• I understood what you were saying. I think part of the problem is that because our MF drifts to the middle going forward, they’re drawn out of position to compress attackers towards the sideline when we’re going back. If you have a wide player going forward, he’s going to funnel the ball back towards the middle when possession changes.

          Reply

      • I take it that there’s a distinction between offensive width and defensive width. The former is intuitively obvious, and I think the US did it well last night. Both Johnson and Cherundolo go up the pitch (though only one at a time). Johnson did it better, which is probably due to a combination of his generally superior athleticism and the fact that Marcelo is a whole hell of a lot better than whoever the Brazilians had on the right.
        The latter is the ability to deny the opponent two-on-one matchups against one’s outside backs. Because Donovan tends to pinch in, and is effective doing so (part of the whole “central winger” phenomenon) and Torres gets more useless the closer he gets to the touchline–he’s not going to blow by anyone one-on-one (not that he was particularly effective at all against Brazil…came deep to receive the ball, and had trouble playing attacking passes due to the pressing)–they tend not to do as good a job getting back and covering the outside backs (though Donovan is usually pretty good at this).
        In any case, the Tannenbaum ends up with the American fullbacks being exposed when the ball is lost and quickly played out to the wings, as demonstrated by Neymar and Marcelo teaming up time after time to abuse poor Cherundolo.
        I think the upshot here is that either a) someone needs to start hauling ass to cover the opponent’s fullbacks as soon as we lose the ball, or b) the midfield needs to press like hell to deny service out to the wings. I think Bradley and Jones would have been more comfortable and effective doing this were they able to play in front of a confidence-inspiring #6. Danny Williams, hopefully, will fill this role. A healthy Stuart Holden probably would as well.
        In any case, I don’t think having Torres and Donovan hug the wings is the way to go, because–Torres especially–they are far, far less effective there than cutting inside to create overloads.

        Interestingly, Zonal Marking’s analyses of the US team have pointed out that Bradley Senior tended to play Donovan and Dempsey really narrow; so it seems the only effective difference between Bradley’s and Klinsmann’s formations (not systems–Klinsmann clearly employs far more pressing–is that Klinsmann uses an extra midfielder to get forward from deep. In some sense, everything old is new again. Though, I guess Klinsmann does have the advantage of a competent left back in the fold.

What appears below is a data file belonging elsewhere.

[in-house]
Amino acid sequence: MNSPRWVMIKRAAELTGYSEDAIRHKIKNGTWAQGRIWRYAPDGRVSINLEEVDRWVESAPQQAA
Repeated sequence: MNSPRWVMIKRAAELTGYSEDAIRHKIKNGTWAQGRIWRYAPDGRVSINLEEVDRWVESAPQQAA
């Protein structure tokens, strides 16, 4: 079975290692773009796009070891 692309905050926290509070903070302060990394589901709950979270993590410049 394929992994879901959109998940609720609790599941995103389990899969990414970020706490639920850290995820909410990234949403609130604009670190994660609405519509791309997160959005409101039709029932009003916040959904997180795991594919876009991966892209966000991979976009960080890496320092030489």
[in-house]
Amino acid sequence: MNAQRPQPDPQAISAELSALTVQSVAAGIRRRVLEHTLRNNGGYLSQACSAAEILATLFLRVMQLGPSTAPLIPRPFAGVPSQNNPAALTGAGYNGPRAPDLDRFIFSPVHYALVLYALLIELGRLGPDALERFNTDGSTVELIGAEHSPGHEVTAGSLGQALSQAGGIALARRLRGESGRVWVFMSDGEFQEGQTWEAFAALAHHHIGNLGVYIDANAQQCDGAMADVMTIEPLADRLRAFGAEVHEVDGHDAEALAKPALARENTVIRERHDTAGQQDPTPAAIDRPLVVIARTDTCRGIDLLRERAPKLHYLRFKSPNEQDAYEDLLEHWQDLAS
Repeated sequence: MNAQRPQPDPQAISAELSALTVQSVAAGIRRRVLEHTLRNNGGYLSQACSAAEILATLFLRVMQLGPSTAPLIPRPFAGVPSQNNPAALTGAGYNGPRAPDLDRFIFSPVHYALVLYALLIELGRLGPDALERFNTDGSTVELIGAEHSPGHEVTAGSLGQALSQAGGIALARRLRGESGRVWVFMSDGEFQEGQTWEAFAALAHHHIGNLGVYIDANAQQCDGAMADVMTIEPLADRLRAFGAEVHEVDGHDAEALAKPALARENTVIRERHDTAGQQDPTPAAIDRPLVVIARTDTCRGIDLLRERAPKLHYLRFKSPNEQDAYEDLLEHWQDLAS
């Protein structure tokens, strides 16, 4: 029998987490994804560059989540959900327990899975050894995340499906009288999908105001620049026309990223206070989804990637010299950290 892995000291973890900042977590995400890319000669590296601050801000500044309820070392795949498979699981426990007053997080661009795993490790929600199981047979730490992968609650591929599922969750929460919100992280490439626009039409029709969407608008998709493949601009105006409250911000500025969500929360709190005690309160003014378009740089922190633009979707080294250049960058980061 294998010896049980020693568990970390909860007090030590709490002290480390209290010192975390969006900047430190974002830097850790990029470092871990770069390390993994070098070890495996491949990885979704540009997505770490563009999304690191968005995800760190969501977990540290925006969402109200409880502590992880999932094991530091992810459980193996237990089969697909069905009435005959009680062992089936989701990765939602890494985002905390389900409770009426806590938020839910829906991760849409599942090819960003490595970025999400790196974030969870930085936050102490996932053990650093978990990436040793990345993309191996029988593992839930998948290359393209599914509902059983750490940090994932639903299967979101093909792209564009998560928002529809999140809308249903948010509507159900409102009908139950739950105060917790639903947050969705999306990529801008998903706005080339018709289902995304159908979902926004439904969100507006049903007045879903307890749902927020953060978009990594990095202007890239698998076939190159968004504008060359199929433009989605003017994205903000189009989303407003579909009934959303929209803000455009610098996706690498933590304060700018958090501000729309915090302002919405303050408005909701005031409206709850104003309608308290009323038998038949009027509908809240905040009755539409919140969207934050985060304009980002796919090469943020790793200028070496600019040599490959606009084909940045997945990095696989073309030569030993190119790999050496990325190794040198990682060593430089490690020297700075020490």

Reply

        • Posted by BernieBernier on 2012/05/31 at 4:34 PM

          Isn’t option C where by the #6 falls into a 3 man backline and the CBs push out to shut things down. Think Busquets and Puyol. Problem with that is our CBs are fast enough to do that.

          Reply

        • Posted by mdb on 2012/05/31 at 4:57 PM

          Also, Donovan and Torres/Dempsey are playing in more advanced roles in this system, giving them more ground to cover.

          Reply

  5. Posted by Union on 2012/05/31 at 3:19 PM

    Thanks DTH, very insightful as always. Always happy to see someone notices the same things as I, and I felt the same exact way about Edu. Anytime he received the ball in close spaces you knew for certain he was going to be depossessed and soon after the ball was at the feet of a man in yellow. His passing was suspect as well, there were a few times in the 1st half where he gave Fabian the ball a step or two behind his run, slowing down the counter. I like to think that Holden will replace him (crossing my fingers). Williams is not as much of a threat offensively and certain posters get down on him, but he plays with that “nastyness” that Jurgen has been talking about. In a way, he is a younger, less tempermental and more athletic version of Jermaine Jones. I see Williams as the natural choice to replace Jones when his age catches up with him. By the way, if you go on US Soccer’s youtube page you will see a series of “Behind the Crest” videos that have been posted throughout camp. The videos overall are terrific (watching Boyd get excited about visiting DC was particularly cool). But if you notice in the videos, Danny Williams has been with the team through the Brazil game. I’m not sure how much longer he’ll be around for, but its great to see that kind of dedication.